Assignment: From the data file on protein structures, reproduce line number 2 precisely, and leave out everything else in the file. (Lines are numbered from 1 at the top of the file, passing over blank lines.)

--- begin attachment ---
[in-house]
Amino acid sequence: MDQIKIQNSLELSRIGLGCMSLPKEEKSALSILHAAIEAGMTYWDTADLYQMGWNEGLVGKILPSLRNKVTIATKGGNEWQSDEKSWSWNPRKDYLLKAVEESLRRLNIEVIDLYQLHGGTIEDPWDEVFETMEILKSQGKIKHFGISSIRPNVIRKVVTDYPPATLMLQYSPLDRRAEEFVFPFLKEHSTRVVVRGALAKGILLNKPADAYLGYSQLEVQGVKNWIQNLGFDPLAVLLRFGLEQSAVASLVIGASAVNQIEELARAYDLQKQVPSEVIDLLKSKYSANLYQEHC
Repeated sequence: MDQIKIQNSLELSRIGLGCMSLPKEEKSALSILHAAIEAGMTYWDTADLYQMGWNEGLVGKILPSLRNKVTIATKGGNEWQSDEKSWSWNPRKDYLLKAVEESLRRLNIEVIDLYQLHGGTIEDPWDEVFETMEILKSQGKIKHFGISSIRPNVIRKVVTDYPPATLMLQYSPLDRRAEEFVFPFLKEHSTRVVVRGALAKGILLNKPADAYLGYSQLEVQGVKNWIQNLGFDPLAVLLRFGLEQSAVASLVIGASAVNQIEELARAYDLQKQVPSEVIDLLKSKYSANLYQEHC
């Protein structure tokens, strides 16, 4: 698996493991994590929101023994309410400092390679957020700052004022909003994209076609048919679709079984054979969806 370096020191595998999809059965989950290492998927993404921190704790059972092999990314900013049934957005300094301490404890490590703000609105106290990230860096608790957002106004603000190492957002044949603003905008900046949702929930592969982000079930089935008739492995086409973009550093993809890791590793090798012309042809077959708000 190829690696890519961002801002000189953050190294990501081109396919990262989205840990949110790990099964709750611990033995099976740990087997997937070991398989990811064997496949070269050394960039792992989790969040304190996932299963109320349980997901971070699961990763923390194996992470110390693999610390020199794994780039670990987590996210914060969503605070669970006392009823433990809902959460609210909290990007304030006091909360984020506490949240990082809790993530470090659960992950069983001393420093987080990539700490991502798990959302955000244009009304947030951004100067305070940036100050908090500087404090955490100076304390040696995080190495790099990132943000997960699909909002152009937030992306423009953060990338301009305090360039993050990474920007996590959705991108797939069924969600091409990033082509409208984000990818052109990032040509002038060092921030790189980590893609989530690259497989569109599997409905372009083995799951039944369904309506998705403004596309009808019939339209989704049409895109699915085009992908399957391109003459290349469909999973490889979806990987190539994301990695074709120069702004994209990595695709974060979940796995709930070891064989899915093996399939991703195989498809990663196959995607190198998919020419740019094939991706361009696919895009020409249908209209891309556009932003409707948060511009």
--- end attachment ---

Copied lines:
Amino acid sequence: MDQIKIQNSLELSRIGLGCMSLPKEEKSALSILHAAIEAGMTYWDTADLYQMGWNEGLVGKILPSLRNKVTIATKGGNEWQSDEKSWSWNPRKDYLLKAVEESLRRLNIEVIDLYQLHGGTIEDPWDEVFETMEILKSQGKIKHFGISSIRPNVIRKVVTDYPPATLMLQYSPLDRRAEEFVFPFLKEHSTRVVVRGALAKGILLNKPADAYLGYSQLEVQGVKNWIQNLGFDPLAVLLRFGLEQSAVASLVIGASAVNQIEELARAYDLQKQVPSEVIDLLKSKYSANLYQEHC